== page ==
Twenty-eighth Sunday in Ordinary Time – C

Readings: 2 Kgs 5:14-17; Ps 98:1-4; 2 Tim 2:8-13; Lk 17:11-19

“Each grateful thought we hold is a healing balm that transforms our lives”

  • A poor woman would always sit among others in a certain market place selling bunches of bananas. Few people patronized her because her bananas were normally pale looking and sun beaten compared to those of the others. Passing that way one day, a certain gentleman sensed the situation of the poor woman and asked her how much for a bunch of banana and she replied, “Five dollars.” The man handed her the money and left without collecting the bunch of bananas. She was amazed at the rather strange gesture and was in indeed very happy!
    Thereafter, the man would always stop by and give the woman 5 dollars for the same size of banana but without collecting the bananas. This happened every other day for about three months. One fateful day, the man came, and as usual handed the woman the sum 5 dollars. However the woman’s entire countenance did not show any sign of gratitude and the man paused to ask the woman if everything was alright with her. The woman in turn gave a reluctant nod and immediately told the man that the price of the banana had gone up from 5 dollars to 10 dollars and so he should upgrade his charity to the new price. The man was shocked by the woman’s ingratitude. This was actually the height of it because within those three months of grace, the woman would often collect the money from the man without saying “thank you”; but anyway he always went ahead and gave her the money. This time however, the man managed a pitiful smile and handing her the 10 dollar note, he left, and never came that way again.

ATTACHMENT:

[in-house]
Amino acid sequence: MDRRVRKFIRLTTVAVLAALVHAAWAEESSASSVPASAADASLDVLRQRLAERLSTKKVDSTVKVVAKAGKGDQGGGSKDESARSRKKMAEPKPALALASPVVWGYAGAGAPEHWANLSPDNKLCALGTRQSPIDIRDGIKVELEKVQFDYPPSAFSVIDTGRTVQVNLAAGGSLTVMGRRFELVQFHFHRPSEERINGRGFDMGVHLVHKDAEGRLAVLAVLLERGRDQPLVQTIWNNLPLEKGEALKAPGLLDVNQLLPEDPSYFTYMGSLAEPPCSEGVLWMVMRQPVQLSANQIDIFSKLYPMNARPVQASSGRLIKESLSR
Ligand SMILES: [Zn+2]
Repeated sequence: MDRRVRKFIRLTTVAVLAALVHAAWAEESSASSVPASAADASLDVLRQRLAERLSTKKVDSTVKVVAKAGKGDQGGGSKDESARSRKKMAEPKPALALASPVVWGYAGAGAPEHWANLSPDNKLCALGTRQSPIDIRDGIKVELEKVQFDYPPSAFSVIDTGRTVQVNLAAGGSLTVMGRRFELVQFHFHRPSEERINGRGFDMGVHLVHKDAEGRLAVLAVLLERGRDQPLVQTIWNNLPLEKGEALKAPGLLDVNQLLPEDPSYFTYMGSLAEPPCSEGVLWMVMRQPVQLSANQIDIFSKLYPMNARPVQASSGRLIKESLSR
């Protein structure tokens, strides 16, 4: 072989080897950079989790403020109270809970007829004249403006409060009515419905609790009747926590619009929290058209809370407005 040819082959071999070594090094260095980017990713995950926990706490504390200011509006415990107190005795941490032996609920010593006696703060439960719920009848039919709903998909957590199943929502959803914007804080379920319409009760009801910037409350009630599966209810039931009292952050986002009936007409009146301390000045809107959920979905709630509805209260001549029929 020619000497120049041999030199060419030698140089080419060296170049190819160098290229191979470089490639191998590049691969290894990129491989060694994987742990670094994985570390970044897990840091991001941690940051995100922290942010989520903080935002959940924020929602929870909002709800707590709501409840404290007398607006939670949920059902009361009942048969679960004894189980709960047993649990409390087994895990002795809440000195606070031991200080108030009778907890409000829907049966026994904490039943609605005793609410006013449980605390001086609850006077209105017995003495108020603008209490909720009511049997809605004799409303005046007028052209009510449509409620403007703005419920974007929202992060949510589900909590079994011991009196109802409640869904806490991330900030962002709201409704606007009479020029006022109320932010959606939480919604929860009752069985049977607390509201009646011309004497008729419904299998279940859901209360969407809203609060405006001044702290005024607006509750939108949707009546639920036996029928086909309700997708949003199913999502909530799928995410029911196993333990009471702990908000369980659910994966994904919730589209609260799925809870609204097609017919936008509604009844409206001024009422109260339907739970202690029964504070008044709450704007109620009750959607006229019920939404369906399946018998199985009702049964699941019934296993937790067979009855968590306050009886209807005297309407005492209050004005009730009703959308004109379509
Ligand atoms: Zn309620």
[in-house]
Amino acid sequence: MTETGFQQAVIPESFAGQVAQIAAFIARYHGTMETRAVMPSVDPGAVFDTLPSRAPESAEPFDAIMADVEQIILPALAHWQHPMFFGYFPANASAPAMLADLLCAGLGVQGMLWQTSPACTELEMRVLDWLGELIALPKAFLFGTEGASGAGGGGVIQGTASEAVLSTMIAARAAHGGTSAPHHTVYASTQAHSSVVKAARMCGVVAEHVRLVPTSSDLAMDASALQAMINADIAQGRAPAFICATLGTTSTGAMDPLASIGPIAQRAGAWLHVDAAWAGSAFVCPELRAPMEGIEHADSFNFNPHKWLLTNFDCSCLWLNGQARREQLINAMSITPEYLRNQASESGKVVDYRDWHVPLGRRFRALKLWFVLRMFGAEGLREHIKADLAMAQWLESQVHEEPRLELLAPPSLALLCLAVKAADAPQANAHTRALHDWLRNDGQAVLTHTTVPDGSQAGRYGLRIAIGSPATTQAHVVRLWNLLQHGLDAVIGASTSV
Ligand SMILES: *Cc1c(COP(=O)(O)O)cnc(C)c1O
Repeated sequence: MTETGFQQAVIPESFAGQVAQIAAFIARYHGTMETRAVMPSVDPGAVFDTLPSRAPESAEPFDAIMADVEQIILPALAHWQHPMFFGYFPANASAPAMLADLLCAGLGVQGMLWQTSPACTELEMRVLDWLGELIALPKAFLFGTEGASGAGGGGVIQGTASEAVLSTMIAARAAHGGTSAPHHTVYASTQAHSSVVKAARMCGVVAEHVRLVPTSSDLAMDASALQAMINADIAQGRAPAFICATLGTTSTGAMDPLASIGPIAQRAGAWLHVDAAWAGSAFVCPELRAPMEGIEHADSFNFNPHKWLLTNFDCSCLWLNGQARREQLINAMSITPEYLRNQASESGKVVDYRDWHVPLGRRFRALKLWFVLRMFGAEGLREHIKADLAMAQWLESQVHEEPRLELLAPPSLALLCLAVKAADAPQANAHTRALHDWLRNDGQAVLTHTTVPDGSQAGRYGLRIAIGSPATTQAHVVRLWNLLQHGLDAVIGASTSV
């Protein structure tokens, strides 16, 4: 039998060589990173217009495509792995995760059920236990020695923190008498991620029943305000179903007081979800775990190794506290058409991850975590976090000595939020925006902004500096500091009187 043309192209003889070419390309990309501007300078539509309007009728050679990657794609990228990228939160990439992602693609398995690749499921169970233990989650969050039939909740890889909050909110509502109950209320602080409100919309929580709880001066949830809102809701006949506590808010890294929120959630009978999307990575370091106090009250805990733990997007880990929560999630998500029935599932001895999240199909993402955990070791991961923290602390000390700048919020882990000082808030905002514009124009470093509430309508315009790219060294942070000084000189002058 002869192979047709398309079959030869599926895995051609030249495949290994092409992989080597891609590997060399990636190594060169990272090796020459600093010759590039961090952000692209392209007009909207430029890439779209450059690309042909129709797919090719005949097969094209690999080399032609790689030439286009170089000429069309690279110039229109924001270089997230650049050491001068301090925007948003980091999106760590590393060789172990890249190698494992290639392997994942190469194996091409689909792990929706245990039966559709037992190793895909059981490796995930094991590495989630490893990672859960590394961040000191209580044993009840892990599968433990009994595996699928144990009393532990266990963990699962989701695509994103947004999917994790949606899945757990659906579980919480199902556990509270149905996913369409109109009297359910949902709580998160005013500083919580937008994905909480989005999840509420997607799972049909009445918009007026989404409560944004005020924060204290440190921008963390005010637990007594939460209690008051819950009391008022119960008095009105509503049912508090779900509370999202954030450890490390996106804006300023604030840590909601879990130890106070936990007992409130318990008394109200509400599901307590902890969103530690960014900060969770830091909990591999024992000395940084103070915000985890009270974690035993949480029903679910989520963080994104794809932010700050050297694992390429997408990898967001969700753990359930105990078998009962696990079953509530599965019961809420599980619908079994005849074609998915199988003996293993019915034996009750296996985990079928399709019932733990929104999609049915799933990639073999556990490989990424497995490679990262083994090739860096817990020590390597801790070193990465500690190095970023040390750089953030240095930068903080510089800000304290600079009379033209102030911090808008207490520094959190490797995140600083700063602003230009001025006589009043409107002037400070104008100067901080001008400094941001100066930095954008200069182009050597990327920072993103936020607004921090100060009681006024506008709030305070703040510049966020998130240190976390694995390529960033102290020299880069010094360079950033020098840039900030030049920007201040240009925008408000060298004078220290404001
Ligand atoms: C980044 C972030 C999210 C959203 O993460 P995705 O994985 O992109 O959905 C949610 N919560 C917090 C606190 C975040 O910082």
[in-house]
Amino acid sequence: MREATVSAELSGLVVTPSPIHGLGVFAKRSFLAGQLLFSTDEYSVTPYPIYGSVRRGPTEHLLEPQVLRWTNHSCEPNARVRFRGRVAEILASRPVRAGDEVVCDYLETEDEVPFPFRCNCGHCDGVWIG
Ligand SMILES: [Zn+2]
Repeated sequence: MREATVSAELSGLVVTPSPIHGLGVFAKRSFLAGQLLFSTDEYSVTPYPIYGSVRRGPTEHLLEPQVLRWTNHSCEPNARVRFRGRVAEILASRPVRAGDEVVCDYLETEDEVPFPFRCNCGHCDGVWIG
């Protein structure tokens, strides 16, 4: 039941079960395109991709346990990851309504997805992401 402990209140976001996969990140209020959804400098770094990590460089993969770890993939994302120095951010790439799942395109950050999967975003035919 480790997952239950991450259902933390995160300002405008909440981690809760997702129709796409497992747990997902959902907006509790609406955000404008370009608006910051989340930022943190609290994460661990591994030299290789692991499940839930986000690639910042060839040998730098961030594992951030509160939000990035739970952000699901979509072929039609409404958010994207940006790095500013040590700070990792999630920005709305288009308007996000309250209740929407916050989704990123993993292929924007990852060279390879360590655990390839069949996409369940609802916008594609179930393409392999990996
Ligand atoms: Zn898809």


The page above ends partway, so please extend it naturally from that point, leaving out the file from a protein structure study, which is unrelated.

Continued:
• Why should we be thankful and grateful? “If you own just one Bible, you are abundantly blessed one-third of the world does not have access to even one. If you woke up this morning with more health than illness, you are more blessed than a million who will not survive the week. If you have never experienced the danger of battle, the loneliness of imprisonment, the agony of torture or the pangs of starvation, you are ahead of five million people around the world. If you attend a church meeting without fear of harassment, arrest or torture of death, you are more blessed that almost three billion people in the world. If you have food in your refrigerator, clothes on your back, roof over your head and a place to sleep, you are richer than 75% of this world. If you have money in the bank, in your wallet and spare change in a dish someplace, you are among the top 8% of the world’s wealthy. If you have job with less salary, you are blessed because there are many who are unemployed and want a job desperately. If your parents are still married and alive, you are very rare. If you hold up your head with a smile on your face and are truly thankful, you are blessed because the majority can, but most do not. If you can hold someone’s hand, hug them or even touch them on the shoulder, you are blessed because you can offer God’s healing touch. If you prayed yesterday and today, you are in the minority because you believe in God’s willingness to hear and answer prayer. If you believe in Jesus as the Son of God, you are part of a very small minority in the world. If you can read this message, you are more blessed than over two billion people in the world who cannot read anything at all.”
  • A large dog walks into a butcher shop carrying a purse in its mouth. He puts the purse down and sits in front of the meat case. “What is it, boy?” the butcher jokingly asks. “Want to buy some meat?” “Woof!” barks the dog. “Hmm,” says the butcher. “What kind? Liver, bacon, steak …” “Woof!” interrupts the dog. “And how much steak? Half a pound, one pound …” “Woof!” The amazed butcher wraps up the meat and finds the money in the dog’s purse.
    As the dog leaves he decides to follow. The dog enters an apartment house, climbs to the third floor and begins scratching at a door. With that, the door swings open and an angry man starts shouting at the dog. “Stop!” yells the butcher. “He’s the most intelligent animal I’ve ever seen!” “Intelligent?” says the man. “This is the third time this week he’s forgotten his key.”
    He wasn’t grateful for little things.
  • Contrast that with the story of Pam, who worked in downtown Chicago. Every morning, she encountered a heavyset, middle‑aged woman in a shabby coat soliciting spare change in front of an old brick church. She greeted everyone with a smile and a pleasant “Good morning.” Pam almost always gave her something. After almost a year of this routine, however, the woman in the shabby coat disappeared. Pam wondered what had happened to her.